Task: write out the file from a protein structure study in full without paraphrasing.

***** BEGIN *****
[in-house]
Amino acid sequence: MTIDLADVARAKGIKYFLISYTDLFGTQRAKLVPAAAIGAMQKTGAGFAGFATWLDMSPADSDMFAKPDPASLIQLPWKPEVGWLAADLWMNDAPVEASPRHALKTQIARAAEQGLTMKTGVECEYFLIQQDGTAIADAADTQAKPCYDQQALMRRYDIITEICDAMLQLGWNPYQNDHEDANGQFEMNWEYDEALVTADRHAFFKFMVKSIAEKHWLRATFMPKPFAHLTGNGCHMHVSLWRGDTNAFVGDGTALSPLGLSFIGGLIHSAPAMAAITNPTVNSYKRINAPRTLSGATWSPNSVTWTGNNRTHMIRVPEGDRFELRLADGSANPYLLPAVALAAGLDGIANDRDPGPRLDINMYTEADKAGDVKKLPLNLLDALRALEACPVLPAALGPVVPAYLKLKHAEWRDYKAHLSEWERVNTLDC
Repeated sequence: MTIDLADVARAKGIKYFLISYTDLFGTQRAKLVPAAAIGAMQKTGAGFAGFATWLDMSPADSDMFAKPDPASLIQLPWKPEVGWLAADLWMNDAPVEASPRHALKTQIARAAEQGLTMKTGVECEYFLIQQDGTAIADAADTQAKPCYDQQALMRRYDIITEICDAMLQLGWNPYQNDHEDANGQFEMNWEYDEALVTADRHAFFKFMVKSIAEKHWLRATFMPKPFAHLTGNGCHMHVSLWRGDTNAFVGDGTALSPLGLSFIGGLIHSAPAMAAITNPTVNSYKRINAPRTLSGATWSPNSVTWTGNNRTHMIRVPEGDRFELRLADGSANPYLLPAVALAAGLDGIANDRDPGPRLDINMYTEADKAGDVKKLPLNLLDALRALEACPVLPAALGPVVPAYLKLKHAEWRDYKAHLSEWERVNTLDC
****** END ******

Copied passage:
[in-house]
Amino acid sequence: MTIDLADVARAKGIKYFLISYTDLFGTQRAKLVPAAAIGAMQKTGAGFAGFATWLDMSPADSDMFAKPDPASLIQLPWKPEVGWLAADLWMNDAPVEASPRHALKTQIARAAEQGLTMKTGVECEYFLIQQDGTAIADAADTQAKPCYDQQALMRRYDIITEICDAMLQLGWNPYQNDHEDANGQFEMNWEYDEALVTADRHAFFKFMVKSIAEKHWLRATFMPKPFAHLTGNGCHMHVSLWRGDTNAFVGDGTALSPLGLSFIGGLIHSAPAMAAITNPTVNSYKRINAPRTLSGATWSPNSVTWTGNNRTHMIRVPEGDRFELRLADGSANPYLLPAVALAAGLDGIANDRDPGPRLDINMYTEADKAGDVKKLPLNLLDALRALEACPVLPAALGPVVPAYLKLKHAEWRDYKAHLSEWERVNTLDC
Repeated sequence: MTIDLADVARAKGIKYFLISYTDLFGTQRAKLVPAAAIGAMQKTGAGFAGFATWLDMSPADSDMFAKPDPASLIQLPWKPEVGWLAADLWMNDAPVEASPRHALKTQIARAAEQGLTMKTGVECEYFLIQQDGTAIADAADTQAKPCYDQQALMRRYDIITEICDAMLQLGWNPYQNDHEDANGQFEMNWEYDEALVTADRHAFFKFMVKSIAEKHWLRATFMPKPFAHLTGNGCHMHVSLWRGDTNAFVGDGTALSPLGLSFIGGLIHSAPAMAAITNPTVNSYKRINAPRTLSGATWSPNSVTWTGNNRTHMIRVPEGDRFELRLADGSANPYLLPAVALAAGLDGIANDRDPGPRLDINMYTEADKAGDVKKLPLNLLDALRALEACPVLPAALGPVVPAYLKLKHAEWRDYKAHLSEWERVNTLDC